Credit ratings have historically played a relatively small role in the European leveraged loan market, which through the 1990s was comprised of privately held companies borrowing almost exclusively from banks.
With few institutional investors participating in lending syndicates, there wasn't much need for issuers to pay to have their loans rated, particularly since few of these companies have stocks or bonds that are publicly listed or rated.
It was only at the start of the last decade, when collateralized loan obligations emerged as big buyers, that Standard & Poor's, Moody's Investors Service and Fitch Ratings started to provide opinions on European loans, and they did it in order to analyze the credit risk of securities issued by the CLOs. This product, which S&P and Moody's call a credit estimate and Fitch calls a credit opinion, is paid for by the CLO manager, rather than the issuer, and is only distributed to the CLO manager.
Now that CLOs are diminishing as the biggest investors in European loans, S&P, Moody's and Fitch need to find a new market for these shadow ratings from the ranks of investors such as institutions and mutual funds that are stepping in to fill the funding gap. In the process, the ratings agencies are hoping to push customers toward a higher-end product, one that is paid for by the issuer or its private equity sponsor, rather than an intermediary such as a CLO or fund, and can be distributed more widely than a credit estimate or opinion.
Last week Moody's launched a new service in the EMEA loan market that it said provides identical analysis to its public loan ratings, but will be distributed only to existing and prospective syndicate members, and solely online. The company said it developed the product, called the Unpublished Monitored Loan Rating (UMLR), in response to market feedback about a growing need for access to detailed credit analysis.
Moody's new service is only available to borrowers that don't have publicly traded debt outstanding, however.
At the same time, Moody's introduced a threshold for credit estimates; effective March 1, it will now only provide this more limited service for loans of companies that have total syndicated debt facilities of less than â‚¬250 million. Only UMLRs and public ratings will be available to companies that have more than â‚¬250 million in syndicated debt.
Moody's will continue to provide credit estimates to issuers with more than â‚¬250 million in syndicated debt that already have this type of rating, and it will periodically update its estimates, irrespective of the threshold, unless the issuer is involved in a new buyout, refinancing, or recapitalization.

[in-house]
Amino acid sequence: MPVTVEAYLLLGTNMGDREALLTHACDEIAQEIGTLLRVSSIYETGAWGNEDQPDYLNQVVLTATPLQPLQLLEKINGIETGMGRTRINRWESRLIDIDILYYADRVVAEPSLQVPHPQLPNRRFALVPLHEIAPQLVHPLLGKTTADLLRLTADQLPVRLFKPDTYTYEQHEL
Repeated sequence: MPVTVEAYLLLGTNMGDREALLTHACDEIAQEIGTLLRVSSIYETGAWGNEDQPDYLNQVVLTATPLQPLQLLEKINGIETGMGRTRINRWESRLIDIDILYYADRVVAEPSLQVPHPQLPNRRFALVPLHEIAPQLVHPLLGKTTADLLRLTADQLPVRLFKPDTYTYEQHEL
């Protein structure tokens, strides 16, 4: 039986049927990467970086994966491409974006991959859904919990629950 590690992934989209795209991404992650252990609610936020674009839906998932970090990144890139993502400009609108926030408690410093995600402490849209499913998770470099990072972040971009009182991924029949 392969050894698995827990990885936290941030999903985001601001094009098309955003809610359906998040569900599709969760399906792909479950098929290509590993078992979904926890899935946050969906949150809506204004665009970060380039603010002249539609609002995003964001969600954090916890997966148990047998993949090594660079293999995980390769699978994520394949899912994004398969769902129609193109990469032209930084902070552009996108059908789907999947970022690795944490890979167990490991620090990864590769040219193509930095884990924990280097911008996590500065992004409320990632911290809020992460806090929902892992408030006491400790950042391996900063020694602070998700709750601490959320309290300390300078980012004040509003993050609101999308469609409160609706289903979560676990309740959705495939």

"Moody's expects there will be a greater need for definitive credit analysis in the European leveraged loan market as it matures," Andrew Harling, the rating agency's vice president for business development, said in a telephone interview.
He said Moody's expects that a portion of the debt that needs to be refinanced by the end of 2015 in the European leveraged loan market will use UMLR and its public ratings services. Moody's move mirrors S&P's decision, in December 2008, to offer what it calls private ratings for purely private European loan deals of between â‚¬500 million and â‚¬1 billion. S&P has since revised its methodology to offer private ratings only to deals between â‚¬250 million and â‚¬750 million; the new, lower threshold takes effect on Jan. 1. Credit estimates will be available on deals below this threshold, but only public ratings are available to deals greater than â‚¬750 million.
Paul Drake, head of product management for S&P in Europe said private ratings are more comprehensive in that they analyze both the risk of default and the likelihood of recovery, while credit estimates only look at default risk. "It's not simply a case of who pays. It's fair to say that one of the consequences of the financial crisis is that investors of all kinds are more focused not just on default risk but on what kind of recovery they can expect," Drake said.
He said S&P originally launched its private ratings and introduced limits on credit estimates because, at the time, LBOs were getting larger and larger and the ratings agency didn't think it was appropriate to have a credit estimate on an LBO. The more recent action to lower the thresholds reflects the fact that the average deals size is coming down, Drake said. He said it also reflects a growing acceptance that private ratings should play a role in the market.
S&P currently has 1600 credit estimates in Europe, 640 of which are corporates, most of them leveraged loans. It assigned 25 private European loan ratings in the first three quarters of this year; Drake didn't provide comparable figures but said this was an increase over previous years.
Fitch also provides both credit opinions and private ratings on European loans, but unlike S&P and Moody's it doesn't set thresholds for the two products. "Our view is that it should not be at the discretion of the ratings agency to tell the market which product the market should get, particularly given the lack of a regulatory disclosure regime" in Europe, said Edward Eyerman, the rating agency's head of EMEA leveraged finance. "We don't want a public rating on a private company to be the only source to the market."
Nevertheless, Fitch also sees a broader market for its private and public ratings in Europe. The ratings agency has 300 credit opinions in its portfolio that it provides to about 36 different funds and banks. "Those borrowers are likely to look at other options beyond their own bank or CLO relationships, and a private or public rating might facilitate diversification of funding sources," Eyerman said. Also, "when a name goes into insolvency, it's in their interest as a company to pay for a ratings product rather than the equity or CLO paying for it."
Fitch doesn't disclose the number of private loans it rates in Europe.